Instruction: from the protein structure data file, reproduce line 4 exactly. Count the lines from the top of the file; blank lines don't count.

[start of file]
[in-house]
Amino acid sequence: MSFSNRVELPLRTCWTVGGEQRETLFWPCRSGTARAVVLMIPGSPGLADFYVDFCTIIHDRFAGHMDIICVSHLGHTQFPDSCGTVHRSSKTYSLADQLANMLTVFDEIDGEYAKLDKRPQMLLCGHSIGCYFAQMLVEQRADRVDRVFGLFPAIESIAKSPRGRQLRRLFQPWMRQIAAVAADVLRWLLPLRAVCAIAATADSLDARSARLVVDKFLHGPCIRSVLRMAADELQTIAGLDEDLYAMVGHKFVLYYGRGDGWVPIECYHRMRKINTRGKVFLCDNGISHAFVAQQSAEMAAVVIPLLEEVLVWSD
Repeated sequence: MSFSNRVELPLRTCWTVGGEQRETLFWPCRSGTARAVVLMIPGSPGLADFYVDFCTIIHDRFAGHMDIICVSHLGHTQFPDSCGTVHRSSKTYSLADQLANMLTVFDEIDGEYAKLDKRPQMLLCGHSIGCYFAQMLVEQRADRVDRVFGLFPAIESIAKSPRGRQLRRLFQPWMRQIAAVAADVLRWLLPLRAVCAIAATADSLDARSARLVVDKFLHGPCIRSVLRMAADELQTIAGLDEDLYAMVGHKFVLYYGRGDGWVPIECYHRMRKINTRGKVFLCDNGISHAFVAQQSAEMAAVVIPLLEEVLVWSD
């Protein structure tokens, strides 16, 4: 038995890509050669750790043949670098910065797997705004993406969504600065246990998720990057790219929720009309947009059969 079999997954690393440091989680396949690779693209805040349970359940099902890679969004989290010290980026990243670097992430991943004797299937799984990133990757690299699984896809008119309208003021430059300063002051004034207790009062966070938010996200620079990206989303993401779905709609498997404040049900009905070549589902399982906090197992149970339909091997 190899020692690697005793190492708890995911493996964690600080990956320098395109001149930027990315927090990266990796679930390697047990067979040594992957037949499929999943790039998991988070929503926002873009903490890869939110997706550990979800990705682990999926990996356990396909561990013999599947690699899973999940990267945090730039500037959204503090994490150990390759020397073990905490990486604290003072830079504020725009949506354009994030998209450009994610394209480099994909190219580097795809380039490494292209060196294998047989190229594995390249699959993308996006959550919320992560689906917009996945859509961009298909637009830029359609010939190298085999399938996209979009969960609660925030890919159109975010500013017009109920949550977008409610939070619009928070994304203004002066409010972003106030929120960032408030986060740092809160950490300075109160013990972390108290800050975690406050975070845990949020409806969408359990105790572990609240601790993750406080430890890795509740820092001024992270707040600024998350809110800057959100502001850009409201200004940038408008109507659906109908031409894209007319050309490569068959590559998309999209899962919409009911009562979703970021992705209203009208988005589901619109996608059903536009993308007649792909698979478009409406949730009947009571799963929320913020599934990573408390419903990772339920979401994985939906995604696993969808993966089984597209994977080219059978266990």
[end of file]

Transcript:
């Protein structure tokens, strides 16, 4: 038995890509050669750790043949670098910065797997705004993406969504600065246990998720990057790219929720009309947009059969 079999997954690393440091989680396949690779693209805040349970359940099902890679969004989290010290980026990243670097992430991943004797299937799984990133990757690299699984896809008119309208003021430059300063002051004034207790009062966070938010996200620079990206989303993401779905709609498997404040049900009905070549589902399982906090197992149970339909091997 190899020692690697005793190492708890995911493996964690600080990956320098395109001149930027990315927090990266990796679930390697047990067979040594992957037949499929999943790039998991988070929503926002873009903490890869939110997706550990979800990705682990999926990996356990396909561990013999599947690699899973999940990267945090730039500037959204503090994490150990390759020397073990905490990486604290003072830079504020725009949506354009994030998209450009994610394209480099994909190219580097795809380039490494292209060196294998047989190229594995390249699959993308996006959550919320992560689906917009996945859509961009298909637009830029359609010939190298085999399938996209979009969960609660925030890919159109975010500013017009109920949550977008409610939070619009928070994304203004002066409010972003106030929120960032408030986060740092809160950490300075109160013990972390108290800050975690406050975070845990949020409806969408359990105790572990609240601790993750406080430890890795509740820092001024992270707040600024998350809110800057959100502001850009409201200004940038408008109507659906109908031409894209007319050309490569068959590559998309999209899962919409009911009562979703970021992705209203009208988005589901619109996608059903536009993308007649792909698979478009409406949730009947009571799963929320913020599934990573408390419903990772339920979401994985939906995604696993969808993966089984597209994977080219059978266990």